This summer saw a full-throated battle over a notional toss-up between two goals: Network neutrality — the principle that internet service providers must treat all data on their networks equally — and access for those who cannot afford it, a battle that net neutrality advocates appeared to have fortunately won. But Facebook, having changed the nomenclature of its platform from Internet.org to Free Basics, has made a renewed push in recent weeks to persuade the telecom regulator, Trai, to frame net neutrality rules in a way that would allow mobile carriers to exempt certain applications from counting towards data usage. It has launched a massive publicity campaign that appeals to connected Indians to petition Trai to save Free Basics — arguing that the platform would bring those people online who find the cost of using mobile data prohibitively expensive.
In a country where the growth of fixed internet infrastructure has stalled and hundreds of millions remain offline, this is a persuasive argument. That a lack of internet access widens inequality and limits opportunity is an increasingly accepted notion, and a scheme that purports to narrow, if not bridge, the digital divide is likely to resonate. Yet, creating gatekeeping systems — which a programme like Facebook’s does, even if it claims all developers can be part of it as long as they meet certain criteria — has material consequences for how people perceive and experience the internet. The “free” in Free Basics, for instance, is subject entirely to Facebook’s, and its mobile operator partners’, discretion.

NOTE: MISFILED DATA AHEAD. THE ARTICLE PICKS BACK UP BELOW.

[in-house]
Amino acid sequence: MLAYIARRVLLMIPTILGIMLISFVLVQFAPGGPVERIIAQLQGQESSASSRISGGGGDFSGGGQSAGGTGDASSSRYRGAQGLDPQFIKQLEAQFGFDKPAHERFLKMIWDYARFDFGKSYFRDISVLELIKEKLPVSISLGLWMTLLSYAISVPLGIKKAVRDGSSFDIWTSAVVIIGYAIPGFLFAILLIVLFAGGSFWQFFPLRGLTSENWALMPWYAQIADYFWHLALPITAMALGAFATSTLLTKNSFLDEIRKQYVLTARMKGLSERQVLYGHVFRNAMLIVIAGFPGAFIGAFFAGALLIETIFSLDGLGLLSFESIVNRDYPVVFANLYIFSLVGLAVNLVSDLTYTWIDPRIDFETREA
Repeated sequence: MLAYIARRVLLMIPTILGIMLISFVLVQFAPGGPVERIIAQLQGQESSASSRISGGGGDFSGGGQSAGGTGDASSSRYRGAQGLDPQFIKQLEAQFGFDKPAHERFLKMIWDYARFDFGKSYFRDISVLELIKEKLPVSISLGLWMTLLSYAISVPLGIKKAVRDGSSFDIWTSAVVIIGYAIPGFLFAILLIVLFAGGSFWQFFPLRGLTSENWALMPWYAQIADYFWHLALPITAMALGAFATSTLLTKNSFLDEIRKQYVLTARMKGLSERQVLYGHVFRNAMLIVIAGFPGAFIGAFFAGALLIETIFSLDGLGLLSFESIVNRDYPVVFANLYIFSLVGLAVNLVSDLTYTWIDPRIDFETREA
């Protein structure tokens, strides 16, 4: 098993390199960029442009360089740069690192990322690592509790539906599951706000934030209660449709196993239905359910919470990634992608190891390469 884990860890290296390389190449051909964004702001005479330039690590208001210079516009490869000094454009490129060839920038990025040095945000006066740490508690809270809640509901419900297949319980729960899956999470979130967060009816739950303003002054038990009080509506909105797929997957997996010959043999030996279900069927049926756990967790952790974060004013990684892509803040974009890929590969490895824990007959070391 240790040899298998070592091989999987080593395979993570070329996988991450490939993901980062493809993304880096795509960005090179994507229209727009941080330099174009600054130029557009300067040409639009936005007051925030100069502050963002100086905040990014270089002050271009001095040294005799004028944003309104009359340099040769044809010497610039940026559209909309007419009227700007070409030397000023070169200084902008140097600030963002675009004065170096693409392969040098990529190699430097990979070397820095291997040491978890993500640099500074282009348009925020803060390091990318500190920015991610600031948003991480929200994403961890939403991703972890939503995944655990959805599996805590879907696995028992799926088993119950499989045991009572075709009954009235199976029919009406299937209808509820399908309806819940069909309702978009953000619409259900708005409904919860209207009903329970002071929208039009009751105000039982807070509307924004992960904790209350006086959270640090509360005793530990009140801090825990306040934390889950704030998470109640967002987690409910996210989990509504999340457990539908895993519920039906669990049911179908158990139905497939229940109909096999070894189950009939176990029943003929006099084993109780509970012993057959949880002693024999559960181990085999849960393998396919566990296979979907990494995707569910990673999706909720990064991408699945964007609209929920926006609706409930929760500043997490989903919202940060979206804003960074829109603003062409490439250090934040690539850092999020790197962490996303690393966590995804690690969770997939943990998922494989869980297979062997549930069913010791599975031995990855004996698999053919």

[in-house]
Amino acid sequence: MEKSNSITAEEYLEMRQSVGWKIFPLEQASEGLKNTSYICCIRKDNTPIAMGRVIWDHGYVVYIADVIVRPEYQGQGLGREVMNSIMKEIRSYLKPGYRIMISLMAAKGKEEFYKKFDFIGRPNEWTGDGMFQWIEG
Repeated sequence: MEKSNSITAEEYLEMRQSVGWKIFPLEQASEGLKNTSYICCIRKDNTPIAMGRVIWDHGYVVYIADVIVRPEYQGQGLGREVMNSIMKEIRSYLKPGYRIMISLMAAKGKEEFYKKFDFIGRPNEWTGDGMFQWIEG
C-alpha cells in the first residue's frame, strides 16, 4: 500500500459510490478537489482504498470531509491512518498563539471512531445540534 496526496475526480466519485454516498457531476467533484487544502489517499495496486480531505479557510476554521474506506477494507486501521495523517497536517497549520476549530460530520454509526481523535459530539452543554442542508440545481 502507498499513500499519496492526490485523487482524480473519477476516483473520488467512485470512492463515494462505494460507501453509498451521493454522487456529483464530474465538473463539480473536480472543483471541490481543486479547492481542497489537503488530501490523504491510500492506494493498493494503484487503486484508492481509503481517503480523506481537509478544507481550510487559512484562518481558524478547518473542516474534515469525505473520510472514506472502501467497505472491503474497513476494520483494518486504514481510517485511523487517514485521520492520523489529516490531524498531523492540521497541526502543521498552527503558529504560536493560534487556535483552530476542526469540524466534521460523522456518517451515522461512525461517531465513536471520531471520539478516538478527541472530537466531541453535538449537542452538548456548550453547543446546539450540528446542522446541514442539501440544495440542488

The free-wheeling innovation so central to the spectacular growth of the internet was made possible in no small part by its openness and level playing field, which allowed once-upstarts like Google and Facebook to topple giants. With smartphones and tablets becoming the default gateways to the Web for more and more people, the design of telecom policy is crucial to ensuring India doesn’t become home to a stratified, uncompetitive internet.